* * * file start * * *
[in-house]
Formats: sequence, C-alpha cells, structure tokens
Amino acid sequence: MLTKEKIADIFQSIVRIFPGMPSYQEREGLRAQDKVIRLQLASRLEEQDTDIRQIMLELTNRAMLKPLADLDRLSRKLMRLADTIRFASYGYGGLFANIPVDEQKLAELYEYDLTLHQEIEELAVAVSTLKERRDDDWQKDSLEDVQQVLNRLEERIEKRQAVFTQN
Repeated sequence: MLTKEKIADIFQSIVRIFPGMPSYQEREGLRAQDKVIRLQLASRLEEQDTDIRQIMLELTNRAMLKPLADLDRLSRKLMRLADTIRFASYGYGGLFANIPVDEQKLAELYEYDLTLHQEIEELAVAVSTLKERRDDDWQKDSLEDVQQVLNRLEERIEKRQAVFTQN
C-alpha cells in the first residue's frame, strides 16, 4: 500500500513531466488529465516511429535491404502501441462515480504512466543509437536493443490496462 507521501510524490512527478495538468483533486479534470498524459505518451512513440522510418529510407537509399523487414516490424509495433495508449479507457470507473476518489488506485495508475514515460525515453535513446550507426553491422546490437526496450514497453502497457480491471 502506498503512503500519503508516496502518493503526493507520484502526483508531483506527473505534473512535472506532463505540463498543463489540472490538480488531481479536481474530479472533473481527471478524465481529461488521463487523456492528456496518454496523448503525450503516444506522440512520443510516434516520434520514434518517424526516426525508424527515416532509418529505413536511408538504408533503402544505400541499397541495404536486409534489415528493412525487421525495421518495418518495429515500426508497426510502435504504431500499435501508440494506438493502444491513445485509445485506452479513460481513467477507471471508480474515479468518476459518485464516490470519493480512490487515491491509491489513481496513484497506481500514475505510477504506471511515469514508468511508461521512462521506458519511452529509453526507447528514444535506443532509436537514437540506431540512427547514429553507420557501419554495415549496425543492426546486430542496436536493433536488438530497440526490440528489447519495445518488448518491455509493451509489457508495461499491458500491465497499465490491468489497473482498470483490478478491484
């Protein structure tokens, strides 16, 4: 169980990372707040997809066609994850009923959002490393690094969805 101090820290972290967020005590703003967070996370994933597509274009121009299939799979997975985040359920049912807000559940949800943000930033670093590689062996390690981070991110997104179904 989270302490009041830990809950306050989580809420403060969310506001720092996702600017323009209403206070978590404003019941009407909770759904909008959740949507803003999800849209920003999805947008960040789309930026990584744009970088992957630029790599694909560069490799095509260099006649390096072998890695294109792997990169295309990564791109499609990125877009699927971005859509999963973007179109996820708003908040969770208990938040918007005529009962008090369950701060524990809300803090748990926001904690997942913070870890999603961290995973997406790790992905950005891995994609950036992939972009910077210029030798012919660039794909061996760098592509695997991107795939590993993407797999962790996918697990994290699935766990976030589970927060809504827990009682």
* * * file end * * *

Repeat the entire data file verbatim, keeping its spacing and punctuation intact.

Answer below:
[in-house]
Formats: sequence, C-alpha cells, structure tokens
Amino acid sequence: MLTKEKIADIFQSIVRIFPGMPSYQEREGLRAQDKVIRLQLASRLEEQDTDIRQIMLELTNRAMLKPLADLDRLSRKLMRLADTIRFASYGYGGLFANIPVDEQKLAELYEYDLTLHQEIEELAVAVSTLKERRDDDWQKDSLEDVQQVLNRLEERIEKRQAVFTQN
Repeated sequence: MLTKEKIADIFQSIVRIFPGMPSYQEREGLRAQDKVIRLQLASRLEEQDTDIRQIMLELTNRAMLKPLADLDRLSRKLMRLADTIRFASYGYGGLFANIPVDEQKLAELYEYDLTLHQEIEELAVAVSTLKERRDDDWQKDSLEDVQQVLNRLEERIEKRQAVFTQN
C-alpha cells in the first residue's frame, strides 16, 4: 500500500513531466488529465516511429535491404502501441462515480504512466543509437536493443490496462 507521501510524490512527478495538468483533486479534470498524459505518451512513440522510418529510407537509399523487414516490424509495433495508449479507457470507473476518489488506485495508475514515460525515453535513446550507426553491422546490437526496450514497453502497457480491471 502506498503512503500519503508516496502518493503526493507520484502526483508531483506527473505534473512535472506532463505540463498543463489540472490538480488531481479536481474530479472533473481527471478524465481529461488521463487523456492528456496518454496523448503525450503516444506522440512520443510516434516520434520514434518517424526516426525508424527515416532509418529505413536511408538504408533503402544505400541499397541495404536486409534489415528493412525487421525495421518495418518495429515500426508497426510502435504504431500499435501508440494506438493502444491513445485509445485506452479513460481513467477507471471508480474515479468518476459518485464516490470519493480512490487515491491509491489513481496513484497506481500514475505510477504506471511515469514508468511508461521512462521506458519511452529509453526507447528514444535506443532509436537514437540506431540512427547514429553507420557501419554495415549496425543492426546486430542496436536493433536488438530497440526490440528489447519495445518488448518491455509493451509489457508495461499491458500491465497499465490491468489497473482498470483490478478491484
């Protein structure tokens, strides 16, 4: 169980990372707040997809066609994850009923959002490393690094969805 101090820290972290967020005590703003967070996370994933597509274009121009299939799979997975985040359920049912807000559940949800943000930033670093590689062996390690981070991110997104179904 989270302490009041830990809950306050989580809420403060969310506001720092996702600017323009209403206070978590404003019941009407909770759904909008959740949507803003999800849209920003999805947008960040789309930026990584744009970088992957630029790599694909560069490799095509260099006649390096072998890695294109792997990169295309990564791109499609990125877009699927971005859509999963973007179109996820708003908040969770208990938040918007005529009962008090369950701060524990809300803090748990926001904690997942913070870890999603961290995973997406790790992905950005891995994609950036992939972009910077210029030798012919660039794909061996760098592509695997991107795939590993993407797999962790996918697990994290699935766990976030589970927060809504827990009682």